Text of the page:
BMW 3 Series review - Practicality, comfort and boot space
Leg and head room are better than before, with the 3 Series now matching or beating its rivals for interior space
The 3 Series is bigger than it was before, and the main focus for BMW has been on improving accommodation for those in the back. As a result it now offers similar levels of space as the Audi A4 and the Mercedes C-Class. BMW says the 3 Series is now wide enough to accommodate three child seats side by side in the rear, but only the two outside positions come with Isofix points.
Both front seat occupants should be able to find a comfortable position with a good range of seat adjustment and a steering wheel that’s adjustable for height and rake. The standard upholstery is cloth, but both Sport and M Sport models come with Vernasca leather and all models receive heated seats.
As with most new cars, the 3 Series has grown in comparison with its predecessor. It is now 4,709mm long (up by 85mm), 16mm wider (at 1,827mm) and a scant 1mm taller. The C-Class is a touch shorter by 23mm while the Audi A4 is longer at 4,738mm. The Audi is 13mm wider and the Mercedes is 17mm narrower – as near as makes no difference.
What has changed significantly for the BMW 3 Series is that its wheelbase has been extended by 41mm, which gives more leg room for rear passengers. Indeed, it now has the longest wheelbase of the three cars. In addition to this the car’s front and rear tracks have also been widened in the quest for improved ride and handling.
Leg room, head room and passenger space
If the 3 Series had previously been a little tight in the rear for three passengers, it now offers a decent amount of legroom. That’s thanks to the increase in wheelbase, but if three adults are carried in the rear, the middle seat passenger might feel a little hard done by as the middle seat is a little hard and has less legroom thanks to the transmission tunnel.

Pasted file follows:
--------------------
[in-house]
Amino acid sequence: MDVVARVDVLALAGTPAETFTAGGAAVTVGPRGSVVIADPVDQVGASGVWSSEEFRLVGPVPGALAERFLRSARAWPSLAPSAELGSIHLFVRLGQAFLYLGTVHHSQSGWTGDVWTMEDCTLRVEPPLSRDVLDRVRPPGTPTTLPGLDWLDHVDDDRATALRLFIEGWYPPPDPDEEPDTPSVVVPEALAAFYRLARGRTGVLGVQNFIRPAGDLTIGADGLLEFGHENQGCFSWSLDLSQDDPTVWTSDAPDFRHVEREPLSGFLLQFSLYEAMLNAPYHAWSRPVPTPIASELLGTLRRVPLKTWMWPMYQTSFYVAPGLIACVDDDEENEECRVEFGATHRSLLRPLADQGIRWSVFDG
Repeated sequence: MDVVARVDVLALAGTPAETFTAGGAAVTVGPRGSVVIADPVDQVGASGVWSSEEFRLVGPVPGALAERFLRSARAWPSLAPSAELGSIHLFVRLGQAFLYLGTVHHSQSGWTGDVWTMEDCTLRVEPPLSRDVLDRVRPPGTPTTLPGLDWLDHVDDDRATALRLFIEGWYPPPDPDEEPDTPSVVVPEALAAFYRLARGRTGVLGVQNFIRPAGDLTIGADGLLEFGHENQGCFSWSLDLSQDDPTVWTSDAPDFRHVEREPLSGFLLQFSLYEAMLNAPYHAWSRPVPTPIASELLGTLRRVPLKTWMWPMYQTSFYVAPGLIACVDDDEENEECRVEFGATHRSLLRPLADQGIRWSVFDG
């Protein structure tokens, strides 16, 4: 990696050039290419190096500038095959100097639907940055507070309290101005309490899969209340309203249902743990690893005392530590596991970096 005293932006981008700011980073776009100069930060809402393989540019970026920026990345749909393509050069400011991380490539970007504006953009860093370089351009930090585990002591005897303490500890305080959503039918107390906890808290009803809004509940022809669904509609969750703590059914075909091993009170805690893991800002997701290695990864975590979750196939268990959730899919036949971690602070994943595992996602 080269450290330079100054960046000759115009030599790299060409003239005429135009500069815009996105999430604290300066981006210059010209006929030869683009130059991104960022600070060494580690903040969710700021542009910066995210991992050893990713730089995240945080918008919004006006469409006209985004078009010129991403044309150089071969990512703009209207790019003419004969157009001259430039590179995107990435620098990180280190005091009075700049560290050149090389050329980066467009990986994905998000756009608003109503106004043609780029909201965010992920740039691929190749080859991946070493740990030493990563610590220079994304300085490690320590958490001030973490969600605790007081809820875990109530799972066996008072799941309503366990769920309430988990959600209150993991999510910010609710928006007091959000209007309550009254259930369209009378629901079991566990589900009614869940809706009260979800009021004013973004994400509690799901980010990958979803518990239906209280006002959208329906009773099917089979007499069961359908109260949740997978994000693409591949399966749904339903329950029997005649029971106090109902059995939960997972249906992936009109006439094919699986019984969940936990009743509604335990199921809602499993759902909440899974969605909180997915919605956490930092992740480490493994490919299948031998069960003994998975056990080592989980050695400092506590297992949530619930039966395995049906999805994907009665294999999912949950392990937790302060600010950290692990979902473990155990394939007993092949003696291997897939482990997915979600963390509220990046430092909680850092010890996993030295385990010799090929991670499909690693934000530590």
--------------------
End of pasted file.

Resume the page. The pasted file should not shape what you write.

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There should be no complaints on the amount of headroom though, as the 3 Series offers a few millimetres more than either the Audi A4 or Mercedes C-Class. There’s plenty of room for storing oddments too, with decently sized door pockets.
The driver and front seat passenger fare very well with comfortable and supportive seats. So far we’ve only sampled the sports seats that come in the Sport and M Sport models, but we would expect the standard seats to be comfortable as well. One slight disappointment is that lumbar support is an option rather than a standard feature.
While the 3 Series has grown in size, the same cannot be said of its boot, which stays at 480 litres – the same as the previous generation model. It should be more than adequate for most buyers without being class-leading. The Audi A4 has an identically sized boot but the C-Class falls a little short of its rivals with a 455-litre capacity.
As standard the 3 Series comes with 40:20:40 split folding rear seats that improve its practicality. If you opt for the Comfort package (around £1,000) you get extended storage with some handy nets in the boot compartment along with an electrically operated boot lid that can be opened by swiping your foot under the rear bumper.
In this review
- 1BMW 3 Series reviewThe BMW 3 Series offers the perfect blend of performance, driving dynamics, low running costs, technology and refinement
- 2Engines, performance and driveThe 3 Series offers class-leading performance along with an improved ride and excellent driving dynamics
- 3MPG, CO2 and Running CostsExcellent economy and decent CO2 emissions make the BMW 3 Series a good choice for business and private users
- 4Interior, design and technologyImprovements in interior quality and technology are very welcome, but the styling is a little underwhelming
- 5Practicality, comfort and boot space - currently readingLeg and head room are better than before, with the 3 Series now matching or beating its rivals for interior space
- 6Reliability and SafetyProven mechanical components bode well for reliability, while its safety systems are among the best in class